CS Major Pavan Ravindra Wins 2021 Churchill Scholarship
This article is republished from Maryland Today.
By Abby Robinson, Photo courtesy: Pavan Ravindra
A University of Maryland senior studying biochemistry and computer science is one of only 17 students nationwide awarded a 2021 Winston Churchill Scholarship to pursue a one-year master’s degree at the University of Cambridge in the United Kingdom.
Pavan Ravindra—who was named both a Goldwater Scholar and a Merrill Presidential Scholar in 2020—will pursue a Master of Philosophy degree in chemistry after completing his dual degree at Maryland.
Five UMD students have received the award since 2018 and six total since its inception in 1963. The scholarship—valued at around $60,000—covers all educational fees and provides living and travel allowances.
“Pavan has excelled in the classroom and in his independent research efforts, with two published papers and an algorithm that is already being used by other researchers in academia and industry,” said College of Computer, Mathematical, and Natural Sciences Dean Amitabh Varshney. “The Churchill Scholarship will offer him unique opportunities to deepen his interests at the intersection of biochemistry and computer science.”
The Churchill Scholarship will allow Ravindra to join the ICE Group at the University of Cambridge, which focuses on computer simulations of catalytic and environmental interfaces.
“Cambridge has attracted researchers at the forefront of many different directions in theoretical and computational chemistry, and this scholarship gives me the chance to learn directly from these scientists,” Ravindra said. “Receiving this scholarship is a testament to the incredible mentorship I've received during my time at Maryland.”
In 2018, when Ravindra joined the laboratory of Pratyush Tiwary, an assistant professor in the Department of Chemistry and Biochemistry and the Institute for Physical Science and Technology, he and biophysics graduate student Zachary Smith tried to find a way to describe proteins and chemical systems more generally.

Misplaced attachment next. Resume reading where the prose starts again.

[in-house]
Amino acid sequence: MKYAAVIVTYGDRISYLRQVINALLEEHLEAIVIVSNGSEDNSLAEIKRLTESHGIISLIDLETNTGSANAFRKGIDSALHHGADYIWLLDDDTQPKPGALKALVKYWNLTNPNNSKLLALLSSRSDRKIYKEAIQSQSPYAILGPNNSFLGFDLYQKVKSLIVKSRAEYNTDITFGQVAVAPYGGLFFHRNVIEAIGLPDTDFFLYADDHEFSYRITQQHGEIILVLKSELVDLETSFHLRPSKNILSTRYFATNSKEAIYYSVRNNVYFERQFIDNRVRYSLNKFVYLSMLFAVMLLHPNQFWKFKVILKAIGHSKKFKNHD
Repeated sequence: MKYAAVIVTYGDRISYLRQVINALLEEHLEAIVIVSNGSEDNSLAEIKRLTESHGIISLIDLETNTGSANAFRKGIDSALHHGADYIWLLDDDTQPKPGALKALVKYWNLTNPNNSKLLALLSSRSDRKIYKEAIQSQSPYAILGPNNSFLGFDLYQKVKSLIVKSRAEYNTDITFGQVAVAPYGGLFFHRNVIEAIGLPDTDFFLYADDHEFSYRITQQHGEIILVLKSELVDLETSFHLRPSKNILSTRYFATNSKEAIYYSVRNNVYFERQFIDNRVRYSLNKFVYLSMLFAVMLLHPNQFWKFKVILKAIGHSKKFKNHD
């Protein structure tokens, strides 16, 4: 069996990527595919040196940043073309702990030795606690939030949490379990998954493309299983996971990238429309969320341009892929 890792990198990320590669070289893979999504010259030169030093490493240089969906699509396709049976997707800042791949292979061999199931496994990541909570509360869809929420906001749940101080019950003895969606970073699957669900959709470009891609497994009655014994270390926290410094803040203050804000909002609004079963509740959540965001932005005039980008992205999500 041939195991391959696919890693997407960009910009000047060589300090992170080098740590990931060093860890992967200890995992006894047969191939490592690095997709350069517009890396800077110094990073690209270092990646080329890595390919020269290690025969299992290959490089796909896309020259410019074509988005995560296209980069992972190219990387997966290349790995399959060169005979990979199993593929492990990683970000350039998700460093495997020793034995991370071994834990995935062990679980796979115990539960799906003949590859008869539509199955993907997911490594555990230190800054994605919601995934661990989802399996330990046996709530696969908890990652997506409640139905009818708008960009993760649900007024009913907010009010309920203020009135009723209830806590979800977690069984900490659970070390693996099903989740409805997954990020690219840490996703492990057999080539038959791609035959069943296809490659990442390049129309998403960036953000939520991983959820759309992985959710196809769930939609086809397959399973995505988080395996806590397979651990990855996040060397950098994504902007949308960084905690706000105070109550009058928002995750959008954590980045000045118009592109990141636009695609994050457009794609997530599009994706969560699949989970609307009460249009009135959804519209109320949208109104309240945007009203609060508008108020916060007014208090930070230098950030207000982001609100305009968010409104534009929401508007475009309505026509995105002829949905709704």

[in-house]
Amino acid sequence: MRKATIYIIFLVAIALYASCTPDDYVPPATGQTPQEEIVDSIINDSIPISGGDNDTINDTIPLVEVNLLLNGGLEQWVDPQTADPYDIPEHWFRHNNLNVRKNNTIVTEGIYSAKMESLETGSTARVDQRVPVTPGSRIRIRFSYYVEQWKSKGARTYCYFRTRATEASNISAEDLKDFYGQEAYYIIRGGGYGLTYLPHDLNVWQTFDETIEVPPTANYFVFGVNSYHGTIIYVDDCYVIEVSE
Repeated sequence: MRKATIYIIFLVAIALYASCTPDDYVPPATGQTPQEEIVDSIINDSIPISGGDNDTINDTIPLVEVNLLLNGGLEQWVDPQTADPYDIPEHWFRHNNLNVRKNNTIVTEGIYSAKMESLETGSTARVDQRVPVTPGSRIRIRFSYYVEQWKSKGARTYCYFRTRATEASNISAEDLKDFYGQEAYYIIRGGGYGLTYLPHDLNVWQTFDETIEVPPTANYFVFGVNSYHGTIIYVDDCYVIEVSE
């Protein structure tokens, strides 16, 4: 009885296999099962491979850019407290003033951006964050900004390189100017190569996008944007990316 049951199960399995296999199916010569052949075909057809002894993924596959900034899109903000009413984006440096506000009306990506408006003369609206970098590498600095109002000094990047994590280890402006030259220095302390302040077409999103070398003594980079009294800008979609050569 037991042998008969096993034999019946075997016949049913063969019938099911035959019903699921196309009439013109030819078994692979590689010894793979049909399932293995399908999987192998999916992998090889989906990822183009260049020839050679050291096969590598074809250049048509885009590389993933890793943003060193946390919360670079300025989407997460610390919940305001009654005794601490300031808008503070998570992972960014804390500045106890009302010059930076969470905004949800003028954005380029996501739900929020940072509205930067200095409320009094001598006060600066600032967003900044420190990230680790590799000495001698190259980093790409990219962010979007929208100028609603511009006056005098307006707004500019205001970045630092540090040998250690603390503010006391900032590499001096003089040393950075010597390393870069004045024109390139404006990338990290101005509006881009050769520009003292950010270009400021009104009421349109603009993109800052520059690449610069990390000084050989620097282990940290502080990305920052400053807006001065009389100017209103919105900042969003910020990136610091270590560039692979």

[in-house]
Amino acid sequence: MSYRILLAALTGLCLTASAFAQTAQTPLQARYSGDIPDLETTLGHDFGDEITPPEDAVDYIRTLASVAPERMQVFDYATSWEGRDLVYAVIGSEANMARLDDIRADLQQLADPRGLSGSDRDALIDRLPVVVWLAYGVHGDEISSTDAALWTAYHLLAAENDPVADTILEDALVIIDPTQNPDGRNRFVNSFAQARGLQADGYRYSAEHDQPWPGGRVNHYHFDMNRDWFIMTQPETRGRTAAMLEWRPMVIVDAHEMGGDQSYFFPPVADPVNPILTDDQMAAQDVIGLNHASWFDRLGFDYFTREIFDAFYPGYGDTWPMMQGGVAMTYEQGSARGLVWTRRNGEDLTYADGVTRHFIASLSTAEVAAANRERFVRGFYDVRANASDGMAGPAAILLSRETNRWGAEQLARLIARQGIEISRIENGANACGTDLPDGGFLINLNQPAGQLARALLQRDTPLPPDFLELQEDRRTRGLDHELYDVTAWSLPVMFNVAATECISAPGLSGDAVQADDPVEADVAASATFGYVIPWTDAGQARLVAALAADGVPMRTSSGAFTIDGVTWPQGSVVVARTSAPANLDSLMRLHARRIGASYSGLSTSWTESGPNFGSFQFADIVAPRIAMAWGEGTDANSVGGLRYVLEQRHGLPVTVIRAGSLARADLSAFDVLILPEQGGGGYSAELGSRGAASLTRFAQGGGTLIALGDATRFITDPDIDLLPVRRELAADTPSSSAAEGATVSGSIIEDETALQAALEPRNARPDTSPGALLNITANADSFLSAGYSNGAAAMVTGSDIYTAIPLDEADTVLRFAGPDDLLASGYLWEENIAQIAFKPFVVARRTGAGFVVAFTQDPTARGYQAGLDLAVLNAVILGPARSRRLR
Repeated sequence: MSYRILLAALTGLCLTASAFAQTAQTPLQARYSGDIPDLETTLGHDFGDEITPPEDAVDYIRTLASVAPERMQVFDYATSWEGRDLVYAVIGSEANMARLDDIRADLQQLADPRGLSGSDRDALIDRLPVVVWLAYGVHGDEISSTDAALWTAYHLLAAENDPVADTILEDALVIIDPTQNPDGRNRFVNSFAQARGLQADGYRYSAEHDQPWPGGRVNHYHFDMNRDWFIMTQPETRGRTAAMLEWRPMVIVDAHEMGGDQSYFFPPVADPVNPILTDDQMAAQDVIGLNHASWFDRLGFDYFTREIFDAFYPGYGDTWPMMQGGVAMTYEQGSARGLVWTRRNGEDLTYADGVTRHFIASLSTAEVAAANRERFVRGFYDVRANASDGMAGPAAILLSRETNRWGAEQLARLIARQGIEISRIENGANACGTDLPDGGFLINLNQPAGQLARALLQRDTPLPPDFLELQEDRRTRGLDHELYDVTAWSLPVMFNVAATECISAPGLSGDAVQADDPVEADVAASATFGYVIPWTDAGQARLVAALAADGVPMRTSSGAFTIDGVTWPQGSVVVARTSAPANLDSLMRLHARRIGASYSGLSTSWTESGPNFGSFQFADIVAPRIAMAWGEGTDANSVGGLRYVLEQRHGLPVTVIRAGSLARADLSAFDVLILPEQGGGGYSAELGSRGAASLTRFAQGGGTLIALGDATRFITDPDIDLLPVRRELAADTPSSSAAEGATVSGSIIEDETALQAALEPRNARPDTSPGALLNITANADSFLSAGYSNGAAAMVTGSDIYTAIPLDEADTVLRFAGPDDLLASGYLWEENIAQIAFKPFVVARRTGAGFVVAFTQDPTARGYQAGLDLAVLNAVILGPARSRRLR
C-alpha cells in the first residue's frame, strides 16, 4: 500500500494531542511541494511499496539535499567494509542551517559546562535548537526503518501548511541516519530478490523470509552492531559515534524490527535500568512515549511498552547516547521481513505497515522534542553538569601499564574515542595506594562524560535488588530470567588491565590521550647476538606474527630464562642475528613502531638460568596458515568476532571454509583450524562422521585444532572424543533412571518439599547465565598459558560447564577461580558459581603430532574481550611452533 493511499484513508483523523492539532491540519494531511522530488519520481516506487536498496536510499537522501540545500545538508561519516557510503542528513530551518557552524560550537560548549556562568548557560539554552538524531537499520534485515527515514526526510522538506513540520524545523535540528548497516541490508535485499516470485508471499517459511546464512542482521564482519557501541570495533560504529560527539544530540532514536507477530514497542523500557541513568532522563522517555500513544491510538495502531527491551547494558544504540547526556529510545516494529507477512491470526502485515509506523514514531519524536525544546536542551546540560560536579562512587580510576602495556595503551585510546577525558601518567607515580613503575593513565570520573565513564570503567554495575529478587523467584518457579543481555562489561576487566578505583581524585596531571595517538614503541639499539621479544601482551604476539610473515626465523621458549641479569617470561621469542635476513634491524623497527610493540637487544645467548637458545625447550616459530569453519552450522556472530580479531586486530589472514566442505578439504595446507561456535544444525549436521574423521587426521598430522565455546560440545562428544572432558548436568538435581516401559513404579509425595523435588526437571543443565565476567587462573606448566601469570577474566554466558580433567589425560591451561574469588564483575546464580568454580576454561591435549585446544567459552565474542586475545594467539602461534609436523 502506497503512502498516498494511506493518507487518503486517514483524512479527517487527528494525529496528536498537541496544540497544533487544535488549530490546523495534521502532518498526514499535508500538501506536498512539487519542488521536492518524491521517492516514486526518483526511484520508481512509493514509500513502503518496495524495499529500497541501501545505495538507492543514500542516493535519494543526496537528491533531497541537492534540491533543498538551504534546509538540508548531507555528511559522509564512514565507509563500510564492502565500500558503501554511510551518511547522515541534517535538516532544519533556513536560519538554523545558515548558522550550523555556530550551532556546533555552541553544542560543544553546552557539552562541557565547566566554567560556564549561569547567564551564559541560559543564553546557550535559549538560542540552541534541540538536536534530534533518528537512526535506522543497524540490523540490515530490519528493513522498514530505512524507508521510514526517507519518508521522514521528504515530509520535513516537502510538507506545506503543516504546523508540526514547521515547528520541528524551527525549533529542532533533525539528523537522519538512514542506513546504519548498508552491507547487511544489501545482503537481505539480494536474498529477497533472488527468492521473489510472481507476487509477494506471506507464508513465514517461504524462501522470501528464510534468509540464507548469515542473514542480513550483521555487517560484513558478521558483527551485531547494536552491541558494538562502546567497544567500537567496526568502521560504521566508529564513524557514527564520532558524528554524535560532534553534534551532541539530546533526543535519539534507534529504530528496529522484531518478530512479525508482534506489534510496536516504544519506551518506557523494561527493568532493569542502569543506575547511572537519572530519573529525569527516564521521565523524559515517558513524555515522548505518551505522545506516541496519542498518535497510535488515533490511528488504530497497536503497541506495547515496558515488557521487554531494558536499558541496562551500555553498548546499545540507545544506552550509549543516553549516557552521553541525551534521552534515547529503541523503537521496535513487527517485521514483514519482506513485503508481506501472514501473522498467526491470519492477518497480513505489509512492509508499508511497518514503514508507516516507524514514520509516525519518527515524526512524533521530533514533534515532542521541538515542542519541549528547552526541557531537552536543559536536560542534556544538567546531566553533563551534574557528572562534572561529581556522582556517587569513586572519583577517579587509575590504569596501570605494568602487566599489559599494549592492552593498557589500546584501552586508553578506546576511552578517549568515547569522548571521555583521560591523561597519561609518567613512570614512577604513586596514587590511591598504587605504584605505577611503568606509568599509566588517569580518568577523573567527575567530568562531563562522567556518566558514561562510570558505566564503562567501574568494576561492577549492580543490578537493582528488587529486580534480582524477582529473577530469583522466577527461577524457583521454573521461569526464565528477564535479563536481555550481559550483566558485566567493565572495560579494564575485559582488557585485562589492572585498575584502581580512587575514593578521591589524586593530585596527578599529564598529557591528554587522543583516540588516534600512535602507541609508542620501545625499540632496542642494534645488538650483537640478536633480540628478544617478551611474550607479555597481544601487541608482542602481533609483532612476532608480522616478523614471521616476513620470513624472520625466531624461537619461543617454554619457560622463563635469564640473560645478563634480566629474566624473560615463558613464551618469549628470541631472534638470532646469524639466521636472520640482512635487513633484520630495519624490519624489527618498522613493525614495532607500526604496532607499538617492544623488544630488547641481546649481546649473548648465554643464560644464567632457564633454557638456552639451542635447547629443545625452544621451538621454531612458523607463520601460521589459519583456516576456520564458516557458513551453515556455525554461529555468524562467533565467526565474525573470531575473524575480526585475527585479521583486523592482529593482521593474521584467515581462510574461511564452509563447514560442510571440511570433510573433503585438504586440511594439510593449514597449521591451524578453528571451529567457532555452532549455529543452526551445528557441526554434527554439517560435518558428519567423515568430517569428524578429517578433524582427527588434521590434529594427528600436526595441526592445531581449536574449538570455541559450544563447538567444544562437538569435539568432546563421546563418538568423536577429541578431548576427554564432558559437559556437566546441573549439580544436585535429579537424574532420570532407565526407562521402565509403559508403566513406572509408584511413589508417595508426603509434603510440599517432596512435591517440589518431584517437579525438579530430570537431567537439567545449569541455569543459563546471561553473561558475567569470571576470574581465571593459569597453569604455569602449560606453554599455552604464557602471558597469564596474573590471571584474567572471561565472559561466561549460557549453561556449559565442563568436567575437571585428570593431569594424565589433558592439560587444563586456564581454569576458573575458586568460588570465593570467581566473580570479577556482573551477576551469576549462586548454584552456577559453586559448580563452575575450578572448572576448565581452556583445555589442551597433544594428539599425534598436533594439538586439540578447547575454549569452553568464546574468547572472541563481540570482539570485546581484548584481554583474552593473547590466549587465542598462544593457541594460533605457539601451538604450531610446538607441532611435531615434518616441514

Eventually, they developed an algorithm named AMINO (Automatic Mutual Information Noise Omission), which describes proteins and chemical systems using a minimal set of parameters—a difficult task that is usually done manually.
AMINO led to a first-author scientific paper for Ravindra, which was published in the journal Molecular Systems Design & Engineering in 2019, and a second-author paper that applied AMINO to complex biophysical problems, published in the Journal of Physical Chemistry in 2020. In addition, the open-source code is already being used by other research groups and pharmaceutical companies to help improve their modeling and workflow of drug design.
“Along with graduate students in my lab, Pavan has continued working on challenging problems combining the frontiers of physical chemistry with artificial intelligence. This includes new method development, as well as applications to different ambitious and relevant problems, such as how molecules fundamental to life—proteins, DNA and RNA—adopt different shapes and forms,” Tiwary said. “Predicting this flexibility is often the key to designing effective, nontoxic drugs for different diseases. Pavan’s methods are helping make it possible to predict this flexibility in an inexpensive, effective and insightful manner.”
Ravindra also worked at the National Institutes of Health’s National Institute of Neurological Disorders and Stroke with Jeffrey Smith ’73. There, he developed a computational model of neurons in the pre-Bötzinger complex, an area responsible for regulating intrinsic breathing patterns in humans.
Ravindra serves as a teaching assistant in both majors and is treasurer of UMD’s chapter of the American Society for Microbiology as well as a founding member and webmaster of the Informative Association for Maryland Science Advancement.
In his spare time, Ravindra is president of UMD’s Rubik’s Cube Club and organizes cubing competitions. He has ranked as high as fourth in the world for the fastest time solving a Rubik’s cube and second for solving it one-handed, setting five U.S. national records in the process.
After his time in Cambridge, Ravindra plans to pursue a Ph.D. in chemistry with a focus on computational and physical chemistry.
Chelsea Torres contributed to this article.
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